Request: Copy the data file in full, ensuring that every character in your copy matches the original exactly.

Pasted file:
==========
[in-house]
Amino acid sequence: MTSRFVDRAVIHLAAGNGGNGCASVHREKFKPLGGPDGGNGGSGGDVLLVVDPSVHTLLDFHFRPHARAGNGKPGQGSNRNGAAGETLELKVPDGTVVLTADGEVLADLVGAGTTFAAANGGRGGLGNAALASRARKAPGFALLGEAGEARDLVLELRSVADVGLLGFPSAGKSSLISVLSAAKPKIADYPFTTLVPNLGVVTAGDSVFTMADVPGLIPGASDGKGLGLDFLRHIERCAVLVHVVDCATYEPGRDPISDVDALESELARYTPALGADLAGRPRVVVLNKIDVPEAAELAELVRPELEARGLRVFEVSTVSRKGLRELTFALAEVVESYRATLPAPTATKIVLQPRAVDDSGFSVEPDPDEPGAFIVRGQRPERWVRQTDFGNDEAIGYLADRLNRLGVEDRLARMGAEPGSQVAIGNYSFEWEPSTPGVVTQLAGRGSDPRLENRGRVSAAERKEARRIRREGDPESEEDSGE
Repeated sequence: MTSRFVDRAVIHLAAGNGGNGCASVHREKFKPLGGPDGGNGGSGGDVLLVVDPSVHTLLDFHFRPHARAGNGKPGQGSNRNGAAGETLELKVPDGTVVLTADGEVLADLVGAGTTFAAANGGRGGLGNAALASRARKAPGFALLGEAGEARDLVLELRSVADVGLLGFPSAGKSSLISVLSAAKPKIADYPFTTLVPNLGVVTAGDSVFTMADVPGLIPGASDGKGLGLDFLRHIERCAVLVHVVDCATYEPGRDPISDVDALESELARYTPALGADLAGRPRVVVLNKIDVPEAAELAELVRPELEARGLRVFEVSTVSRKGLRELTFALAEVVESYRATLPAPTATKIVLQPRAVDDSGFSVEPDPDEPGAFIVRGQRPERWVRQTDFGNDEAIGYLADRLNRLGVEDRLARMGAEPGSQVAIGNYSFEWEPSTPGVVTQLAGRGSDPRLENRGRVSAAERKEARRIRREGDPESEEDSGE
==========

[in-house]
Amino acid sequence: MTSRFVDRAVIHLAAGNGGNGCASVHREKFKPLGGPDGGNGGSGGDVLLVVDPSVHTLLDFHFRPHARAGNGKPGQGSNRNGAAGETLELKVPDGTVVLTADGEVLADLVGAGTTFAAANGGRGGLGNAALASRARKAPGFALLGEAGEARDLVLELRSVADVGLLGFPSAGKSSLISVLSAAKPKIADYPFTTLVPNLGVVTAGDSVFTMADVPGLIPGASDGKGLGLDFLRHIERCAVLVHVVDCATYEPGRDPISDVDALESELARYTPALGADLAGRPRVVVLNKIDVPEAAELAELVRPELEARGLRVFEVSTVSRKGLRELTFALAEVVESYRATLPAPTATKIVLQPRAVDDSGFSVEPDPDEPGAFIVRGQRPERWVRQTDFGNDEAIGYLADRLNRLGVEDRLARMGAEPGSQVAIGNYSFEWEPSTPGVVTQLAGRGSDPRLENRGRVSAAERKEARRIRREGDPESEEDSGE
Repeated sequence: MTSRFVDRAVIHLAAGNGGNGCASVHREKFKPLGGPDGGNGGSGGDVLLVVDPSVHTLLDFHFRPHARAGNGKPGQGSNRNGAAGETLELKVPDGTVVLTADGEVLADLVGAGTTFAAANGGRGGLGNAALASRARKAPGFALLGEAGEARDLVLELRSVADVGLLGFPSAGKSSLISVLSAAKPKIADYPFTTLVPNLGVVTAGDSVFTMADVPGLIPGASDGKGLGLDFLRHIERCAVLVHVVDCATYEPGRDPISDVDALESELARYTPALGADLAGRPRVVVLNKIDVPEAAELAELVRPELEARGLRVFEVSTVSRKGLRELTFALAEVVESYRATLPAPTATKIVLQPRAVDDSGFSVEPDPDEPGAFIVRGQRPERWVRQTDFGNDEAIGYLADRLNRLGVEDRLARMGAEPGSQVAIGNYSFEWEPSTPGVVTQLAGRGSDPRLENRGRVSAAERKEARRIRREGDPESEEDSGE